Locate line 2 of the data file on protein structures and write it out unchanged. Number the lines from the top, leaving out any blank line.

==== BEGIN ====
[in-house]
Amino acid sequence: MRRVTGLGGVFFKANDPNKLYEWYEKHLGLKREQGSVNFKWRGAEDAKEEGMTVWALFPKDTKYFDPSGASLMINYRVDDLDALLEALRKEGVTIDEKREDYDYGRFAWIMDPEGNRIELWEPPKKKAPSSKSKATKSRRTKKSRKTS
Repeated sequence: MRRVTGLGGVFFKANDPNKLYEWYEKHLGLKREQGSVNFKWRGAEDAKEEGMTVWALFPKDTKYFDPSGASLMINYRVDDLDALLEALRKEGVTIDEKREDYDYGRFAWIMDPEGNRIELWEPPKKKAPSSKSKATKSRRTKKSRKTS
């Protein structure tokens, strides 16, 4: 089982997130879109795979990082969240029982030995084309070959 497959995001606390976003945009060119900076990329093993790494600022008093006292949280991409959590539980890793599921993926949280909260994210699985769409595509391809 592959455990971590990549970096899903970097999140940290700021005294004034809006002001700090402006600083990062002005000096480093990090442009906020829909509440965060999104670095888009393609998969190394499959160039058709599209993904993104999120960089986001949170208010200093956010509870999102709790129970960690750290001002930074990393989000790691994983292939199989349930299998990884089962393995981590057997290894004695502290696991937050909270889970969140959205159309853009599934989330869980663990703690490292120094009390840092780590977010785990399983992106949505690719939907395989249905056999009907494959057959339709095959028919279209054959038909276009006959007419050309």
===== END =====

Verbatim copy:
Amino acid sequence: MRRVTGLGGVFFKANDPNKLYEWYEKHLGLKREQGSVNFKWRGAEDAKEEGMTVWALFPKDTKYFDPSGASLMINYRVDDLDALLEALRKEGVTIDEKREDYDYGRFAWIMDPEGNRIELWEPPKKKAPSSKSKATKSRRTKKSRKTS